One of the most notable aspects about Ewan’s return to Jayco AlUla is that he’s not the only marquee sprinter on the team. In fact, Jayco AlUla’s existing fastman, Dutchman Dylan Groenewegen, has been among the world’s best sprinters in recent years, leading many to question how Ewan would fit in when his signing was first announced.

Jayco AlUla has since revealed that Groenewegen will race the Tour de France this year and Ewan will race the Giro, with the pair having separate programs and lead-out trains throughout the season. Leadership at the 2025 Tour de France will come down to Ewan and Groenewegen’s performances in the lead-up. For now, though, Ewan isn’t too concerned that Groenewegen has the better program.

“I think they probably had already spoken to Dylan about his program for this year before I signed, so they were kind of set on what he was doing,” he told Escape. “So then I kinda got, let’s say, the other program. I was always happy with that and they made it pretty clear when I was coming that I wouldn’t be going to the Tour, for example. I was happy to do that and just have that fresh start.”

This fresh start comes at a time when, from Ewan’s perspective, the sprinting game is changing. While he’s had a couple lean seasons, other sprinters have been rising to prominence, creating a long list of fastmen capable of winning on the biggest stages – emerging riders like Arnaud De Lie and Olav Kooij, plus more established riders like Jasper Philipsen, Fabio Jakobsen, Tim Merlier, Welsford, Arnaud Démare, and others. Ewan admits that he has to adapt his sprinting, if he’s going to get back to his best.

“I feel like I had sprinting pretty much worked out until maybe the last few years [where] it changed a lot,” he said. “It’s something that I think about a lot, and I know I need to probably change the way I’m sprinting. But I’m not quite sure exactly how yet. I just kind of need to keep racing, just change little bits by little bits and see maybe where I’m going wrong, or what I need, or what I need from my teammates to get me in the best position possible to do the sprint. 

“Because I’ve definitely been lacking something in the last year or so and I think there’s a really good bunch of high-level sprinters now, whereas, probably before there was maybe three or four really good guys, and then a whole bunch of guys that maybe were like a bit of a level down. But now every race you go to there’s super-quick guys, and every race you go to it’s really hard to win.”

Ewan’s not exactly sure what he needs to do differently, but the fact he’s not winning like he used to means that something needs to change.

“I have all my numbers from the past 10 years, and I’m in better shape than I was, let’s say in 2019 when I had the best season of my career,” he explained in January. “So that just tells me either I’m not progressing it enough with the peloton or something’s changed and I’m maybe still set in my ways of how I want to sprint.

“So yeah, dunno. I need to figure it out. If you see me winning a lot, then I’ve figured it out.”

A line of Jayco AlUla riders ride along a road.
Ewan on the wheel of Max Walscheid at the Tour of Oman over the weekend. Walscheid will be a key component in Ewan’s lead-outs this season.

A vital ingredient in any sprinter’s success is his lead-out. That was on full display at the Tour Down Under where Sam Welsford dashed to three stage wins thanks to a world-class lead-out from his Bora-Hansgrohe teammates, not least Ryan Mullen and Danny van Poppel. In 2024, with his return to GreenEdge, Ewan is now working with Kiwi Campbell Stewart, with the pair only meeting for the first time in Adelaide at the Tour Down Under. Ewan says the relationship is progressing well so far.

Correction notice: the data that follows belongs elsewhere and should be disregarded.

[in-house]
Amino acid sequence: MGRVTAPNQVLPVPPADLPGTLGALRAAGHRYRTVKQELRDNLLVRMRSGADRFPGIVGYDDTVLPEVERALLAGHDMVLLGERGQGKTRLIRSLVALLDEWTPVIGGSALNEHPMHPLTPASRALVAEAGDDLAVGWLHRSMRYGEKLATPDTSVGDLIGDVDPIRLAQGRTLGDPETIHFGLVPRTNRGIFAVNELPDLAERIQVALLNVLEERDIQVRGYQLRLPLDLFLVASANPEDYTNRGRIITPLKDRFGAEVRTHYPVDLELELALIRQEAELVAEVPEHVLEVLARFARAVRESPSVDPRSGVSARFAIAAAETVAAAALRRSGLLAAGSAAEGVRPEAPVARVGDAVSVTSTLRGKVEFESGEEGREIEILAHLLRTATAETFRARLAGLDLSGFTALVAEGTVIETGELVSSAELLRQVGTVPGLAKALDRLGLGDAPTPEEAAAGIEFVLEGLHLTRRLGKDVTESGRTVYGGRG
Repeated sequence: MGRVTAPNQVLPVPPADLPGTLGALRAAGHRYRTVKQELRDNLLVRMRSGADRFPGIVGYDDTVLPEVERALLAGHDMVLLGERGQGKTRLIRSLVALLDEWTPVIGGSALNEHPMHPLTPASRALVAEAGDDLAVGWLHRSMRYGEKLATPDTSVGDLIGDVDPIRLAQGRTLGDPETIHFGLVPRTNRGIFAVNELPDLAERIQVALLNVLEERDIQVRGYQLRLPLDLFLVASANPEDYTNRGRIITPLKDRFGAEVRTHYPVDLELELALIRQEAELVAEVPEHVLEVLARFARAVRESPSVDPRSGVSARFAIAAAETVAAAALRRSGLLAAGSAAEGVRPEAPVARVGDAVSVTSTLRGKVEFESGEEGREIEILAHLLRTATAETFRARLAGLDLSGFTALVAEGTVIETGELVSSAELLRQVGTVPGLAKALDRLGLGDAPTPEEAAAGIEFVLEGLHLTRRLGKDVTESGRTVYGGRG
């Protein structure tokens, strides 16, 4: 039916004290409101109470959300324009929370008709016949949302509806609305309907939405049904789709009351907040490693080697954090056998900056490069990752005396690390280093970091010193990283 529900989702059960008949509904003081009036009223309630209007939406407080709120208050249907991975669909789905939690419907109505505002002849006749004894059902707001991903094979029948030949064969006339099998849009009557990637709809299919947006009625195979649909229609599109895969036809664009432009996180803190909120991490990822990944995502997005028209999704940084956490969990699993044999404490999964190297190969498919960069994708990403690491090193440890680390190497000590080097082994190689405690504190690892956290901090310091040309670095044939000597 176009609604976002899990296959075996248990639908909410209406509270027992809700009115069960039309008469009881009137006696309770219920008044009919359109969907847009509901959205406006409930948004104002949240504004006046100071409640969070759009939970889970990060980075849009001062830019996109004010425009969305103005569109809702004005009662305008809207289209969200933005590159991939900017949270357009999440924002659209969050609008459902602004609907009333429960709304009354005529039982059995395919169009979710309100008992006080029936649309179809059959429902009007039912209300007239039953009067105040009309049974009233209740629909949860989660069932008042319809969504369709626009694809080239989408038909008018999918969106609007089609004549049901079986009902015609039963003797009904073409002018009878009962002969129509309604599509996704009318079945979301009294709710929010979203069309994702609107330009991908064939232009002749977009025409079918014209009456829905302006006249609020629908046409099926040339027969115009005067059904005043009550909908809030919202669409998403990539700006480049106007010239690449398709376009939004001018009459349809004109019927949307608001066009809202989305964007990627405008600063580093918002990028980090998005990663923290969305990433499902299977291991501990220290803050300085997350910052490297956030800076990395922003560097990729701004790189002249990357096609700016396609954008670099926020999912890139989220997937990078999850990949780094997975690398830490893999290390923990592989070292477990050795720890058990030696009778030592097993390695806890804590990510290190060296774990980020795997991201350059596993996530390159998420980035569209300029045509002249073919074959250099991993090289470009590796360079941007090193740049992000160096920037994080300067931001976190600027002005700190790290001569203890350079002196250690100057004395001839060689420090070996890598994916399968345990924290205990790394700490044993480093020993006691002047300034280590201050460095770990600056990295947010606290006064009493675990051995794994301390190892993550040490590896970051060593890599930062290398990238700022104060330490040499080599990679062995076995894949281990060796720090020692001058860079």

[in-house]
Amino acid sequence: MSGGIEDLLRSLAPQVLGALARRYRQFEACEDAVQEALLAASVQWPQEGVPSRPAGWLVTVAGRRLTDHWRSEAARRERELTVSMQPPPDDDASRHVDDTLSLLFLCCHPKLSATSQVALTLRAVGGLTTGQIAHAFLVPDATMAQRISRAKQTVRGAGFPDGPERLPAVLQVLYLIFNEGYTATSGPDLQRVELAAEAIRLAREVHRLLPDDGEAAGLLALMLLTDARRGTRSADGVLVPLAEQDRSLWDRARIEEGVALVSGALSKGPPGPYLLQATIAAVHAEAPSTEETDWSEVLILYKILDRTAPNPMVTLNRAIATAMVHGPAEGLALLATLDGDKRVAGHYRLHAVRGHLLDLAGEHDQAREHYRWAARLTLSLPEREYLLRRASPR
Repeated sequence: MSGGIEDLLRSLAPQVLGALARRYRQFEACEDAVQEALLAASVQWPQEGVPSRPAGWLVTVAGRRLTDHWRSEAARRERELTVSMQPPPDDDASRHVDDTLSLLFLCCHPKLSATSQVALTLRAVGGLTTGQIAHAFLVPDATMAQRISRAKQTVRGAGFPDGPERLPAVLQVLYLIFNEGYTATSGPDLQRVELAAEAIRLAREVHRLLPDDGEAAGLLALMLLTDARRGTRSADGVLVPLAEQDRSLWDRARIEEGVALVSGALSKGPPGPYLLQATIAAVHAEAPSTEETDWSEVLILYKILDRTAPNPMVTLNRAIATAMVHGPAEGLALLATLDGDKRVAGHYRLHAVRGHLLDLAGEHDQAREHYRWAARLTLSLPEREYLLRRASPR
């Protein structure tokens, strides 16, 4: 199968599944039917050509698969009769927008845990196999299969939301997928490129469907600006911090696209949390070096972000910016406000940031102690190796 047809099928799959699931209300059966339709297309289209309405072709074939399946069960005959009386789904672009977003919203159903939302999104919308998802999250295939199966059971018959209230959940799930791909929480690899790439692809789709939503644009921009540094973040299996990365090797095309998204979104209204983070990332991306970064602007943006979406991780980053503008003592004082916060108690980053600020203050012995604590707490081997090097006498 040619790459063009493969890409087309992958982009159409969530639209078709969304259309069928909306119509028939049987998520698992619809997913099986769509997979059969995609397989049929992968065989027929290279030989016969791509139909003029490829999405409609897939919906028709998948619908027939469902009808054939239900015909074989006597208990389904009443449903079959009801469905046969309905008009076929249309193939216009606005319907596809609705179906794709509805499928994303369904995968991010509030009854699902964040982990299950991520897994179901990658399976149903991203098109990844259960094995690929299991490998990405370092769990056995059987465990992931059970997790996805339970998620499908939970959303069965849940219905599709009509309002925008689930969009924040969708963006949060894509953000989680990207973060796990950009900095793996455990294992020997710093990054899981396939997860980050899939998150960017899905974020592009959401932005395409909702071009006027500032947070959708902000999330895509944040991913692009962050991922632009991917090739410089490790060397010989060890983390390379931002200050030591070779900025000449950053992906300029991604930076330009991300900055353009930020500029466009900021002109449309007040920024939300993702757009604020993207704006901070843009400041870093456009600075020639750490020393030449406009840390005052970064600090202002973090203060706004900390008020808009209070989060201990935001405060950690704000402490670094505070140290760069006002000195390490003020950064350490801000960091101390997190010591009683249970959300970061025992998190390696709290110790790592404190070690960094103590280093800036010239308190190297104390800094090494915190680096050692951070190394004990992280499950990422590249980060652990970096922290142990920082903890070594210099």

“To be honest, it’s much easier working with a native English speaker, so that’s been good,” Ewan says. “We definitely have work to do for sure. And that’s normal. I think whenever you have a new lead-out man they need to kind of learn how you ride, I need to learn how he rides, see the signs of when he’s done his turn. There’s just little things that you have to look for. And that just comes with time. I think we’ve already made quite good progress just this summer and I think we can be a good team.”

Ewan’s long been a rider that’s as happy riding the coattails of other sprint teams as he is following his own lead-out train. Could a change to the way he rides the finales give him the reset he needs for his sprinting?

“I dunno,” he says, earnestly. “I’m still trying to figure it out. But I mean, the lead-out is very important. Because you’re trusting these guys to get you as fresh as possible into the last 200 metres, 300 metres, 400 metres. If they don’t do a good job, then I might not be in contention to sprint. So it is up to them to do a good job and I think they’re all capable of doing it.

“I need to see how I can utilise those guys as best as possible. Because we’re not always going to have a strong-enough team to do the lead out until 150 metres to go. Because a lot of the races we go to it’s going to be a split ambition of GC and sprints, so you don’t have seven guys lined out in front of you. So we need to figure out the way that’s going to work best for all of us.

“When I go to Oman, in a few weeks, Max Walscheid will be there so I think he’ll be a great addition to the lead-out as well. He’s got a lot of experience and I think we can nail it.”

Ewan’s prediction turned out to be a good one. On Saturday’s opening stage of the Tour of Oman (2.Pro), they did indeed nail it.

“The last 10 km was really hectic,” Ewan said afterwards. “[There were] a lot of fresh legs because the stage was quite easy, and that always makes it a bit harder in the final. So we really had to get the timing perfect and like I said, those boys did a great job. Max [Walscheid] did the final pull there. [Alexander] Kristoff got in between us but I wasn’t too panicked because I know he’s also quick.”